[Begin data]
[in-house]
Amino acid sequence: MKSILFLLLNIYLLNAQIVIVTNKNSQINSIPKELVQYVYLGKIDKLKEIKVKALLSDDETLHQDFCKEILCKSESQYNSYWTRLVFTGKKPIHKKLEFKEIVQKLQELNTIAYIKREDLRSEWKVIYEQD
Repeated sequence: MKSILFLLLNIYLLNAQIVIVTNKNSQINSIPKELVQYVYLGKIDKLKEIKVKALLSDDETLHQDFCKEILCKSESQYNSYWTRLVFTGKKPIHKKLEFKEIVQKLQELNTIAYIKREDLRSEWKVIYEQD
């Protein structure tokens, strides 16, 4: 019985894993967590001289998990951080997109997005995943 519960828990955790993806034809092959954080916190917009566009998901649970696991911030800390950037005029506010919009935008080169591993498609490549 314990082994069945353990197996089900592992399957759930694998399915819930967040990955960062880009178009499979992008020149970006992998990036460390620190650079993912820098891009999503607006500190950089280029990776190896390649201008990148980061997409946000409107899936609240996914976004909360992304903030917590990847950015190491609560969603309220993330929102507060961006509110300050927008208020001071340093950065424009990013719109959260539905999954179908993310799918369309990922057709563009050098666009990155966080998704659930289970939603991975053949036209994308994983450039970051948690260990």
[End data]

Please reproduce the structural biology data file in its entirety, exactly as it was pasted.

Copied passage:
[in-house]
Amino acid sequence: MKSILFLLLNIYLLNAQIVIVTNKNSQINSIPKELVQYVYLGKIDKLKEIKVKALLSDDETLHQDFCKEILCKSESQYNSYWTRLVFTGKKPIHKKLEFKEIVQKLQELNTIAYIKREDLRSEWKVIYEQD
Repeated sequence: MKSILFLLLNIYLLNAQIVIVTNKNSQINSIPKELVQYVYLGKIDKLKEIKVKALLSDDETLHQDFCKEILCKSESQYNSYWTRLVFTGKKPIHKKLEFKEIVQKLQELNTIAYIKREDLRSEWKVIYEQD
């Protein structure tokens, strides 16, 4: 019985894993967590001289998990951080997109997005995943 519960828990955790993806034809092959954080916190917009566009998901649970696991911030800390950037005029506010919009935008080169591993498609490549 314990082994069945353990197996089900592992399957759930694998399915819930967040990955960062880009178009499979992008020149970006992998990036460390620190650079993912820098891009999503607006500190950089280029990776190896390649201008990148980061997409946000409107899936609240996914976004909360992304903030917590990847950015190491609560969603309220993330929102507060961006509110300050927008208020001071340093950065424009990013719109959260539905999954179908993310799918369309990922057709563009050098666009990155966080998704659930289970939603991975053949036209994308994983450039970051948690260990």